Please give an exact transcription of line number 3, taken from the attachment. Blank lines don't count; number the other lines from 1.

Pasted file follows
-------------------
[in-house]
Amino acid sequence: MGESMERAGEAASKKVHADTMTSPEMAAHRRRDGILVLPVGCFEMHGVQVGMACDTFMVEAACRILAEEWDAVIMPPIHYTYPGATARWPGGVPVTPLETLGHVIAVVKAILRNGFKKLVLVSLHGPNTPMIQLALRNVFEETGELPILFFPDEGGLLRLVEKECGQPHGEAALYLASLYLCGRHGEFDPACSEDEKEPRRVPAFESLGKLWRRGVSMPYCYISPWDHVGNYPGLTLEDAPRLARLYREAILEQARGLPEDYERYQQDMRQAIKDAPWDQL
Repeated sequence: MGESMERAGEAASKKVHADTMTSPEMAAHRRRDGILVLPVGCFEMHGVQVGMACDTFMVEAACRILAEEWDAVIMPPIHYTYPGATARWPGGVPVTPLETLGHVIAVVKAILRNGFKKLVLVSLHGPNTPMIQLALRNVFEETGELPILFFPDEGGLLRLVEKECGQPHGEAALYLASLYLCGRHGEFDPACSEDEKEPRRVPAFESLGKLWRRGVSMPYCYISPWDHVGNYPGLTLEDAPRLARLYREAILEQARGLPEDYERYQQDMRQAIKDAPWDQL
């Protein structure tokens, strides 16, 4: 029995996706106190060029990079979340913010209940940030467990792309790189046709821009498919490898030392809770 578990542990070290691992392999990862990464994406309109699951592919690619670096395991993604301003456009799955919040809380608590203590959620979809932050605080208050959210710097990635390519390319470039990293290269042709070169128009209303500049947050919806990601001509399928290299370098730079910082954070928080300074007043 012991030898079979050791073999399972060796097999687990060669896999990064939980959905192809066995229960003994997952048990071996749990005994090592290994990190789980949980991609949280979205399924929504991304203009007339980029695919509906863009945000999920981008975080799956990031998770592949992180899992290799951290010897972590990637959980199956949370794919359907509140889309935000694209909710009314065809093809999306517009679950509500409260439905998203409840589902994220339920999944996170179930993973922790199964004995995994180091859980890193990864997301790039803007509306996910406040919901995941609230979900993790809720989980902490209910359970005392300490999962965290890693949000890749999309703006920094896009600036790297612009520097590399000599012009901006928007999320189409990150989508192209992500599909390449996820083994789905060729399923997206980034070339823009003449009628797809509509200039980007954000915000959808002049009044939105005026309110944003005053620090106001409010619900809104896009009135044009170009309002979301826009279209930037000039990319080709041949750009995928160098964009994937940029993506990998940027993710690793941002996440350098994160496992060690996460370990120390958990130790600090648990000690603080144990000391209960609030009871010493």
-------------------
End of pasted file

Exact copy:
Repeated sequence: MGESMERAGEAASKKVHADTMTSPEMAAHRRRDGILVLPVGCFEMHGVQVGMACDTFMVEAACRILAEEWDAVIMPPIHYTYPGATARWPGGVPVTPLETLGHVIAVVKAILRNGFKKLVLVSLHGPNTPMIQLALRNVFEETGELPILFFPDEGGLLRLVEKECGQPHGEAALYLASLYLCGRHGEFDPACSEDEKEPRRVPAFESLGKLWRRGVSMPYCYISPWDHVGNYPGLTLEDAPRLARLYREAILEQARGLPEDYERYQQDMRQAIKDAPWDQL